“If you want to go fast, go alone. If you want to go far, go together.” ~African proverb
Another great Web3 business model is blockchain-based Kambria. Kambria is leveraging the power of community to go far instead of fast. It is choosing “coopetition” over “competition” by creating an open innovation protocol that allows developers to work on frontier technology projects together. Unfortunately, today a lot of development work is fragmented or siloed across different environments such as university research, where millions of dollars of waste are created after projects are left unutilized. Moreover, stand-alone companies often invest heavily into R&D and then build a moat of patents and secrets around their inventions to prevent others from innovating on top of their ideas. And tech developed by startups that go belly up is lost forever.
Projects keep pieces of the puzzle to themselves since there is no mechanism to benefit from sharing. That’s what Kambria is trying to change. Kambria is creating repositories for hardware and software components spanning many tech verticals such as robotics, artificial intelligence, drones, self-driving cars, space technology, biomedicine and more. The repositories will be linked to foster collaboration across verticals. For example, autonomous robots will share certain technology components with self-driving cars.
Kambria’s founders developed their own telepresence robot under a company called OhmniLabs, so they understand the hard work of innovating from scratch. Rather than keep all of the tech from that project to themselves, they are contributing it to the Kambria platform. All technology on Kambria will be open and free to use for personal and R&D purposes, with the option for a licensing fee for commercial and enterprise purposes. This collaborative, open approach — managed on the blockchain — is truly the next wave in innovation.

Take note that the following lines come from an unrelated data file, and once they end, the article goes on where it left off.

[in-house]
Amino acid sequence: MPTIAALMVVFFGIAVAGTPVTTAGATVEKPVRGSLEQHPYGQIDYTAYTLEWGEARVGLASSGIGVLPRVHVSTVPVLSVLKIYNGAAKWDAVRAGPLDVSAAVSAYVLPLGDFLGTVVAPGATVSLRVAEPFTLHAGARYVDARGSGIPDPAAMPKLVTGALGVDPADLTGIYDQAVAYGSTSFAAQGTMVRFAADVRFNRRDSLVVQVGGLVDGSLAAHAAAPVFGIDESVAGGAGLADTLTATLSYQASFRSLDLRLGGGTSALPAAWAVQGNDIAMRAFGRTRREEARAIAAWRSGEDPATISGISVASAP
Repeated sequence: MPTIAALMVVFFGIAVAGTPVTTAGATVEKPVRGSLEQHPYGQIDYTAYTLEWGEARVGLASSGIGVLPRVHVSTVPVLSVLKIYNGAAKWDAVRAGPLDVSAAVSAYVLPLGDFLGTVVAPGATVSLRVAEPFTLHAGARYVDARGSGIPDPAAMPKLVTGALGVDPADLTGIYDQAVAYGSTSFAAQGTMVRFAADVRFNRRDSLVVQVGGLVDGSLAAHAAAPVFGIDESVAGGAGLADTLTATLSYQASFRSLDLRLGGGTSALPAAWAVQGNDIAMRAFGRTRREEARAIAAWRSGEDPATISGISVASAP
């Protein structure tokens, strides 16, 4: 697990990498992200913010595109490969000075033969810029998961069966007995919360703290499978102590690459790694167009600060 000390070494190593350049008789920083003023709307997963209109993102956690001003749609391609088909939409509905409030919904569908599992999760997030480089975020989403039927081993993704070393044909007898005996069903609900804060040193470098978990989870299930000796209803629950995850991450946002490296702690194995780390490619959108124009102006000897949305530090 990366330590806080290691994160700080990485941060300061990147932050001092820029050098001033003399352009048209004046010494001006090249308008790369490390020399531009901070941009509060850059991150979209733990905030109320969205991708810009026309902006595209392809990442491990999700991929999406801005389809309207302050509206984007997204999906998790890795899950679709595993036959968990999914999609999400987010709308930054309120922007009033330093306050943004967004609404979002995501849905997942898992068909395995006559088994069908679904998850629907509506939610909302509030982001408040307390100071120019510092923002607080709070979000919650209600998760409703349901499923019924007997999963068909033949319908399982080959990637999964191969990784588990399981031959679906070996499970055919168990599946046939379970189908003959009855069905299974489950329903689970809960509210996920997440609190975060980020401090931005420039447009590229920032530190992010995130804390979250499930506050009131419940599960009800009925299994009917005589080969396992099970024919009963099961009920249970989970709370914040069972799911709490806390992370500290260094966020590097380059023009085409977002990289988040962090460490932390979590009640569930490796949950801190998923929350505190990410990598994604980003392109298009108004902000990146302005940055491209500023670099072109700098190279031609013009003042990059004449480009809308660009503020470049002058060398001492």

Go Far, Quickly
While blockchain technology is not a viable solution for every company, it is sufficiently important to consider. How can you take part in the revolution by helping customers participate in the collective action of business? Can you employ smart contracts as “automated trust” to facilitate the interactions your customers value? Can you secure customer records or data on an immutable blockchain?
Recently, Forbes committed to regularly publishing content on the blockchainthrough a partnership with Civil. One possible outcome is that doing so will increase trust with its audience and lead to new forms of engagement. Forbes is one of the oldest and well-known brands in journalism. It is also one of the most innovative.